Berry stared at him. “Huh?”

Jeremy smiled, very thinly. “I’m reading the tea leaves—say better, the entrails—about the same way as you, Web.”

Berry now stared at him. “Huh?”

“Same here,” chimed in Thandi. She was still on her feet, close to the door, in a parade rest stance. “In fact, I think it’s pretty much a done deal.”

Berry turned to stare at her. “Huh?”

The door buzzed. Thandi glanced at her watch. “About what I figured.” Leaning over slightly, she opened the door.

Victor Cachat came in, followed closely by Anton Zilwicki. A little behind them was Jacques Benton-Ramirez y Chou.

Thandi and Victor looked at each other, both very stiff-faced. Anton’s mouth quirked a little and he said: “You can blame me, Thandi. Victor was all for stopping at Torch first, but—”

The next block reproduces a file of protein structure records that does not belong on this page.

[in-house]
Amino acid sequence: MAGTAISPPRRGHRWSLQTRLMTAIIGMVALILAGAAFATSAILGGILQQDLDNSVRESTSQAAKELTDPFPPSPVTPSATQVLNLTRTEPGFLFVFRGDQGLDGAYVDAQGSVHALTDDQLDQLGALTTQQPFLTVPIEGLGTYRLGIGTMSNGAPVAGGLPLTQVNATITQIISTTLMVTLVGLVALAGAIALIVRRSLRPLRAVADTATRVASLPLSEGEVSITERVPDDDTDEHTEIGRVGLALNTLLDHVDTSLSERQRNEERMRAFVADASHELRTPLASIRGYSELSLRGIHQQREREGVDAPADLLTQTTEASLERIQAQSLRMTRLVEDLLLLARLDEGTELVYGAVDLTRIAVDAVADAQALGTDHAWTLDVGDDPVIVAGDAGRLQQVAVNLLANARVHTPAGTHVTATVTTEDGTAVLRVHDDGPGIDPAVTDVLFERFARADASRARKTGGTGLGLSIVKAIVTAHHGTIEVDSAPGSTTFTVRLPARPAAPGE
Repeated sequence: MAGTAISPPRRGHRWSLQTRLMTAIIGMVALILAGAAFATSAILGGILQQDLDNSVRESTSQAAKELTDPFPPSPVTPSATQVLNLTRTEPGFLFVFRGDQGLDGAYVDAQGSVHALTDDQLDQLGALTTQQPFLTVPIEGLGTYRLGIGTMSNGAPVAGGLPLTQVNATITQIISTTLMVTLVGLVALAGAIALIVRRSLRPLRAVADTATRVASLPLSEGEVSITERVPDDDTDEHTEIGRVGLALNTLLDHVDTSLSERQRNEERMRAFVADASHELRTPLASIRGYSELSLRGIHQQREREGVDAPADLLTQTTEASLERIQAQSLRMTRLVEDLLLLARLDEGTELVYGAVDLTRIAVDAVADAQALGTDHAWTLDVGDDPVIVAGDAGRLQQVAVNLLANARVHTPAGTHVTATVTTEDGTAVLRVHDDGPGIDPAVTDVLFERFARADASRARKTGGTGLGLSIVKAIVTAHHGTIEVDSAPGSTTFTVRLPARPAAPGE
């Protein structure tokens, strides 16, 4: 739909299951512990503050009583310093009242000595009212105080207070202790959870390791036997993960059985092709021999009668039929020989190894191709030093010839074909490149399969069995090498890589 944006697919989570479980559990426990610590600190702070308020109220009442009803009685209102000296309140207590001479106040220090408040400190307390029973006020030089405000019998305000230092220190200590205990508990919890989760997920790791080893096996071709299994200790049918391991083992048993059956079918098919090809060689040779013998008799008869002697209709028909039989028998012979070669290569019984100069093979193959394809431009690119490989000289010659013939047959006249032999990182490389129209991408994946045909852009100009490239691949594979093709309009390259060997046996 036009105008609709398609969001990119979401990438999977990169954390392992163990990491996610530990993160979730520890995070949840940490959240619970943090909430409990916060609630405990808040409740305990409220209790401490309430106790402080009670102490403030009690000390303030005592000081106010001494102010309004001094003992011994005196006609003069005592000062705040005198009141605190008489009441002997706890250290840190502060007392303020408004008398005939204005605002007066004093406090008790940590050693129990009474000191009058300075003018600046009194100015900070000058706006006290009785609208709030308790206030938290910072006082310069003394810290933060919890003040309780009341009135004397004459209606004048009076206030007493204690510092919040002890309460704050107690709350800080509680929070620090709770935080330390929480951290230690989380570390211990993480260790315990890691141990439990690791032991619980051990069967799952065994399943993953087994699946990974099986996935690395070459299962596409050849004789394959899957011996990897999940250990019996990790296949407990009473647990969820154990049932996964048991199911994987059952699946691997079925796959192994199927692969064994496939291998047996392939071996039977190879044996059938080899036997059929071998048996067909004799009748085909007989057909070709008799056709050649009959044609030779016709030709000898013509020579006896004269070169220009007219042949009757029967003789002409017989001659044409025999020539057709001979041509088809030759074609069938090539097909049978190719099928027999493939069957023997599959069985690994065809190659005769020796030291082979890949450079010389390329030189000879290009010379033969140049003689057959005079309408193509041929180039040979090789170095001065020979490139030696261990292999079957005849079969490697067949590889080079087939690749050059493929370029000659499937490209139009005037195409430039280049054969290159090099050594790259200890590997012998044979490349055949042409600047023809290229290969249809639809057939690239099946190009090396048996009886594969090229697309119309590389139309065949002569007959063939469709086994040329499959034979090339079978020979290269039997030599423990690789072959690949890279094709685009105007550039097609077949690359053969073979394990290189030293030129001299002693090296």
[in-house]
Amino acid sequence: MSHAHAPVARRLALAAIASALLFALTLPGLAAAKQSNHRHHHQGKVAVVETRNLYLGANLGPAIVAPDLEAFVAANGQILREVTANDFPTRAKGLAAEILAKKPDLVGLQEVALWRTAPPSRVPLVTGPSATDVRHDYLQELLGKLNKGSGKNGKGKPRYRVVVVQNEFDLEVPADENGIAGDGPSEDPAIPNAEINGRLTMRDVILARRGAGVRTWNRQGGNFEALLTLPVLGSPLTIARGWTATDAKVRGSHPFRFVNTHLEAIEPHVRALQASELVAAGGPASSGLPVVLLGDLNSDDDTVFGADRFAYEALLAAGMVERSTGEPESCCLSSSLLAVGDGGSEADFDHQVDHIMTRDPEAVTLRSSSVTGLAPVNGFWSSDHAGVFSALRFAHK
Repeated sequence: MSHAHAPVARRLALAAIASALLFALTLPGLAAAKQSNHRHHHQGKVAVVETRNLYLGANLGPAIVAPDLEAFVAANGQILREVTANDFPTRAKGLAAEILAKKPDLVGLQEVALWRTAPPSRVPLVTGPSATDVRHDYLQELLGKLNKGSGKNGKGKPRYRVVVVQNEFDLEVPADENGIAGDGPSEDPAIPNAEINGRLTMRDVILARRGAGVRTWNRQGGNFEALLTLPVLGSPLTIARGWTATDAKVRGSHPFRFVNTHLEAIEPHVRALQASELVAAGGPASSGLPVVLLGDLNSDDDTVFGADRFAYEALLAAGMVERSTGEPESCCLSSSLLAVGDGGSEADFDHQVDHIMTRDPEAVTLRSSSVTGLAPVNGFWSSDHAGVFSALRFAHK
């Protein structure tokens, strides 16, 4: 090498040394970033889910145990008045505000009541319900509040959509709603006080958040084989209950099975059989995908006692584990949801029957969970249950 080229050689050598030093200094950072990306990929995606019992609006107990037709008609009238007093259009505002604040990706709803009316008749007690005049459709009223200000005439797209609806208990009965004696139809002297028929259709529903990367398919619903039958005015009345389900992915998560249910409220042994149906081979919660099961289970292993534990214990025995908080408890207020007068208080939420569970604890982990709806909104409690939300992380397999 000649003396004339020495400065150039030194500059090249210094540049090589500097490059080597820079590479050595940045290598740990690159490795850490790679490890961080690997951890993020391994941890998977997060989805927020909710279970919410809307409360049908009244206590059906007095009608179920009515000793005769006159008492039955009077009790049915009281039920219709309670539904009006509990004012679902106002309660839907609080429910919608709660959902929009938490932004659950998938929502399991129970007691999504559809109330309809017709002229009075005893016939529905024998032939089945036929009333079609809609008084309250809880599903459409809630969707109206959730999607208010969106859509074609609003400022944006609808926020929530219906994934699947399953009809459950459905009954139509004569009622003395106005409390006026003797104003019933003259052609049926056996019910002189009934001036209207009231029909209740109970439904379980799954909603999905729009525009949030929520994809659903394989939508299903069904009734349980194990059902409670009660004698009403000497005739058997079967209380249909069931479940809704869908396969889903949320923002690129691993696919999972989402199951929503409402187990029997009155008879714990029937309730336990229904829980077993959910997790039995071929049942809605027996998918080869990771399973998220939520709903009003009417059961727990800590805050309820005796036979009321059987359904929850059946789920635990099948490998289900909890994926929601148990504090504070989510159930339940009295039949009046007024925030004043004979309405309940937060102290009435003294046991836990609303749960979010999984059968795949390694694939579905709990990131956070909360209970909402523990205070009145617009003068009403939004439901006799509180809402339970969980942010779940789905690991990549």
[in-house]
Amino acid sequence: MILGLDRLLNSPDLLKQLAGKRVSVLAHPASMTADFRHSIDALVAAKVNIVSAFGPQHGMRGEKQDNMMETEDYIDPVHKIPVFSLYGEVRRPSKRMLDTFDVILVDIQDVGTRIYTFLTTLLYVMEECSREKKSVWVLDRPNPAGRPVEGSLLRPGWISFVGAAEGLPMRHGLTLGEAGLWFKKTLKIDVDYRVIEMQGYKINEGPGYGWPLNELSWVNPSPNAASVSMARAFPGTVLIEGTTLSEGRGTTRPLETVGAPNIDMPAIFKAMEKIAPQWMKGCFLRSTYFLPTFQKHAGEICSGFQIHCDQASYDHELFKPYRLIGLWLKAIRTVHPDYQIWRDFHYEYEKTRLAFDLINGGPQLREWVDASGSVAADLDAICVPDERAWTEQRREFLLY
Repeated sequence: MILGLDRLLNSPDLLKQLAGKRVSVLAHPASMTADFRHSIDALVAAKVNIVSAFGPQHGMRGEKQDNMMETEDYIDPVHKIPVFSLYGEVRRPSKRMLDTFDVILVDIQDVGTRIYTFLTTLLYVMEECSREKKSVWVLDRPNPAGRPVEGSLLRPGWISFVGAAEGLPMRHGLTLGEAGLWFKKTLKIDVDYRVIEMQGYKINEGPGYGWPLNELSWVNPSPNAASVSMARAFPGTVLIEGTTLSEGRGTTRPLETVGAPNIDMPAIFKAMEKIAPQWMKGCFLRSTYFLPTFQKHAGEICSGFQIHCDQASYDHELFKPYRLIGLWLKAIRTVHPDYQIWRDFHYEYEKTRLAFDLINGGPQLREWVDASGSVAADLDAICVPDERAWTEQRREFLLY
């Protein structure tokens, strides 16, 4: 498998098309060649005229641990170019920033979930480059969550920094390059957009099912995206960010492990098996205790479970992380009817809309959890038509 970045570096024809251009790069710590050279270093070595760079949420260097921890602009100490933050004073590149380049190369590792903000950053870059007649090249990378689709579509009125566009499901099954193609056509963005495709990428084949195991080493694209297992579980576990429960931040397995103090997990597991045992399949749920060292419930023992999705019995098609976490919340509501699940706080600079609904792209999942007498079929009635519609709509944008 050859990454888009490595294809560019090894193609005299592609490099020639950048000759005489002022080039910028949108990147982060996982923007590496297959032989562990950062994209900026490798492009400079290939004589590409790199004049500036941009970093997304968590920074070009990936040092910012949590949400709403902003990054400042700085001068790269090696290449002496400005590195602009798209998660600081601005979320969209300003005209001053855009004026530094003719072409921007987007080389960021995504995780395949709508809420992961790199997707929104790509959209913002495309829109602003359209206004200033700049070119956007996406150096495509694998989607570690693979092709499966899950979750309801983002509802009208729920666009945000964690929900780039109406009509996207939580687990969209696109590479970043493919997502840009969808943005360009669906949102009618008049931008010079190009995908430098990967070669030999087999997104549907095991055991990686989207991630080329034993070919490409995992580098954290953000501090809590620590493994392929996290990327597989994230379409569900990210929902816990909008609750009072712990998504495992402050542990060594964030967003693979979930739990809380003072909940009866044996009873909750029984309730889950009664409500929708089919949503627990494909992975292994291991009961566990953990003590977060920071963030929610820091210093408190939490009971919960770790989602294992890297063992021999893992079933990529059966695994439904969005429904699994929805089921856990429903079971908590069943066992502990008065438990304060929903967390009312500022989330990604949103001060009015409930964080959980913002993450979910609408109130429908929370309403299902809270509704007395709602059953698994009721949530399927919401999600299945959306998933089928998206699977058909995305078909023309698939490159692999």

“He’s lying,” said Victor.

“You’re lying,” said Thandi. Neither one of them looked away from each other.

“—I insisted that, oh, the hell with it. If the two of you won’t accept that perfectly workable attempt to provide everyone with a way to save face, drop it anyway. We’re got a mission to organize, not to mention laying plans for an occupation force for Mesa.”

Berry scowled. “I hate feeling like the dunce in a crowd. What are you all talking about?”

“If it makes you feel any better, Your Majesty, I’m scrambling to catch up myself,” said Jacques, closing the door behind him.

Berry was still grumpy enough to say: “Don’t call me ‘Your Majesty.’ I hate that title.” A bit belatedly, she added: “Please.”

“You’re not at home, Your Majesty,” Web said. “He has to and you have to let him.”